When Macron did secure Franco-German agreements, they faced swift opposition from the rest of the EU. Agreeing on paper to a euro area budget and a move towards macroeconomic stability (the June 2018 Franco-German ‘Meseberg declaration’) did take diplomatic prowess. But it was immediately rebuffed by a Dutch-led coalition and was never agreed by the European Council. This illustrated how the euro crisis, EU enlargement and Brexit had profoundly changed Europe’s internal dynamics, upending the notion of a Franco-German alliance capable of rallying others.

While new coalitions like central Europe’s Visegrád group and the Hanseatic League initiated by the Netherlands emerged within the EU, Macron failed to organise his own grouping. He didn’t respond to the reality that European politics had become fundamentally transnational. While there was keen interest in his République En Marche movement’s pledge to ‘Europeanise’ itself, he repeatedly stuck to bilateral negotiations at the expense of a non-partisan, cross-border alliance that could have shaken Germany’s dominance over EU politics.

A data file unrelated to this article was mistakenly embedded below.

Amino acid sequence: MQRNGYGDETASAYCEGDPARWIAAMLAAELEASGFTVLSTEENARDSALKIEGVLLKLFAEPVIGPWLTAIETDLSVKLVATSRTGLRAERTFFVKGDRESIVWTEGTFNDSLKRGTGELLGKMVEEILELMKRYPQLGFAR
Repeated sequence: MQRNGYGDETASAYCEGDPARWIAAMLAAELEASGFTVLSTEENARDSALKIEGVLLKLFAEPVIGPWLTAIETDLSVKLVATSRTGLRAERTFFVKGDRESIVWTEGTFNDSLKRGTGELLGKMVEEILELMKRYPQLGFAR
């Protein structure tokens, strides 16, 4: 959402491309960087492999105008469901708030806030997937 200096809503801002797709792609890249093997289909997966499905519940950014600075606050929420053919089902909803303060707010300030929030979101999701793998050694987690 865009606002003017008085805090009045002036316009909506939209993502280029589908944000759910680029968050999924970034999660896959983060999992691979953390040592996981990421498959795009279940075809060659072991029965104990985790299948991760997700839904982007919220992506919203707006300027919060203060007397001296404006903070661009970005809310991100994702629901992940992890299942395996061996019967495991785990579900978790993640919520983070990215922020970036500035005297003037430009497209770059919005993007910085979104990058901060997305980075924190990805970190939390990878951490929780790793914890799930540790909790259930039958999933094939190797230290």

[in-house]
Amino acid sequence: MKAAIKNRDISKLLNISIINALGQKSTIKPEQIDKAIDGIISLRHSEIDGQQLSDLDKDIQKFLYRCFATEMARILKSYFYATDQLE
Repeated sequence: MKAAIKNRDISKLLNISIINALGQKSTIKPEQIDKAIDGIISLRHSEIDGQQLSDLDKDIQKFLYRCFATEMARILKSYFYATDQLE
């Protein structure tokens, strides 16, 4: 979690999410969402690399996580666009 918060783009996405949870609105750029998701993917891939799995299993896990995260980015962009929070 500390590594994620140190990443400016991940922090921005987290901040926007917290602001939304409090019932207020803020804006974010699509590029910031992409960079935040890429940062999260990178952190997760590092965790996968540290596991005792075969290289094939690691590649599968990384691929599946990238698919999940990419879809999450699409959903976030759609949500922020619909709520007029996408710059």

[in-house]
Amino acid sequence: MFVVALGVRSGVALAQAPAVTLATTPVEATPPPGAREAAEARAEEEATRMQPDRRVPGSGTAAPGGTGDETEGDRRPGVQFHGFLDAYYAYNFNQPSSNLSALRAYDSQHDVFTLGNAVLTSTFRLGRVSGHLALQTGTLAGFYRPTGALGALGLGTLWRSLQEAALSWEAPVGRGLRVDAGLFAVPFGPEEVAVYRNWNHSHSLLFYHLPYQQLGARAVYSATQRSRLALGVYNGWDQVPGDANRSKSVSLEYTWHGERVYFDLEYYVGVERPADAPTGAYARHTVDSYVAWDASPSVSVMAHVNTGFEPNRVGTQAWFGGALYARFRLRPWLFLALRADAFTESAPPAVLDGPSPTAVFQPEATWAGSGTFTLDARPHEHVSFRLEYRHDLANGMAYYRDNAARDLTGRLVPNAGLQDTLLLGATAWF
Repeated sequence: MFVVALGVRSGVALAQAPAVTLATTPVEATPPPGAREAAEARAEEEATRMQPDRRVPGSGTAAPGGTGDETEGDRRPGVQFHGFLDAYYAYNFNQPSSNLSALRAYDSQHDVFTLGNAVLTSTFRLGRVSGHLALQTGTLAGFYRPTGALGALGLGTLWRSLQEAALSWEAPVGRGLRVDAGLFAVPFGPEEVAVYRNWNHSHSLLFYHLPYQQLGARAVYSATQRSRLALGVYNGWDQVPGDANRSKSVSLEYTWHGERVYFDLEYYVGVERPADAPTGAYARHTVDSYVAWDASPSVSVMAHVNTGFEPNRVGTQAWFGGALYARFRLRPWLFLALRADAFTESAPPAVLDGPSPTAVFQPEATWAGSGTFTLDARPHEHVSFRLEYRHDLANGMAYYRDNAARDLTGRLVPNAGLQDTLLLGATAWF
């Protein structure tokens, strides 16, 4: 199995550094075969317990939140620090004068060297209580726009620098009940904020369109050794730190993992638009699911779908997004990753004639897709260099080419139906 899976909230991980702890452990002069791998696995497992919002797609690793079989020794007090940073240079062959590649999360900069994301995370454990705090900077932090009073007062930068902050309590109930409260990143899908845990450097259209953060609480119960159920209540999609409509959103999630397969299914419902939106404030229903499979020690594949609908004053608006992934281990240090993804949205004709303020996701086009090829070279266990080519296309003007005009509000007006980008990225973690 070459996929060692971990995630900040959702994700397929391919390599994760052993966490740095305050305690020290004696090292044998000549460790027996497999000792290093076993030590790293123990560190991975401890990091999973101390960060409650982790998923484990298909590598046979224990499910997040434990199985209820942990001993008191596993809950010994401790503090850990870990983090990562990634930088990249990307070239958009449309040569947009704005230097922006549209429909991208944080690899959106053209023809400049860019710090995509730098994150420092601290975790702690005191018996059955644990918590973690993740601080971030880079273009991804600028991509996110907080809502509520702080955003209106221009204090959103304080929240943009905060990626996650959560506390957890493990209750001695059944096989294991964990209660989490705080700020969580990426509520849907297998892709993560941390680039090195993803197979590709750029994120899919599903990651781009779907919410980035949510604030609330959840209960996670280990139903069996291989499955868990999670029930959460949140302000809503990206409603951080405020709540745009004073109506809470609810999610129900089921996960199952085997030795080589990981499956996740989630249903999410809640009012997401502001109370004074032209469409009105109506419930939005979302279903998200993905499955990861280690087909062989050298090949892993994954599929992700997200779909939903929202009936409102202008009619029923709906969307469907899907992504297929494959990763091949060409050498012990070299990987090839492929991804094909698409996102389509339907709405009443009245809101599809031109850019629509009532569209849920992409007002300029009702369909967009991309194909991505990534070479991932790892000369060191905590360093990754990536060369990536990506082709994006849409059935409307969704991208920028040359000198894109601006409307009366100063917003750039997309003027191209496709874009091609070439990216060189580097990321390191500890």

His August 2017 tour of central Europe focused on getting separate governments to agree to his plans for cosmetic changes to EU rules for posted workers (those sent by an employer to work in another member state on a temporary basis). But little effort was put into building durable ties with liberal political forces. After Italy’s traumatic March 2018 elections, Macron kept thinking Matteo Renzi, the marginalised former prime minister, was a key interlocutor, and failed to support President Sergio Mattarella’s calls to form a governing coalition that would have excluded the far-right League and offered France a much more reliable partner.

In Spain, while pretending to speak with every progressive and pro-European force, Macron’s REM sealed an exclusive relationship with the centre-right Citizens party, instead of turning Prime Minister Pedro Sánchez and his Socialist Workers’ party into the allies they might have been.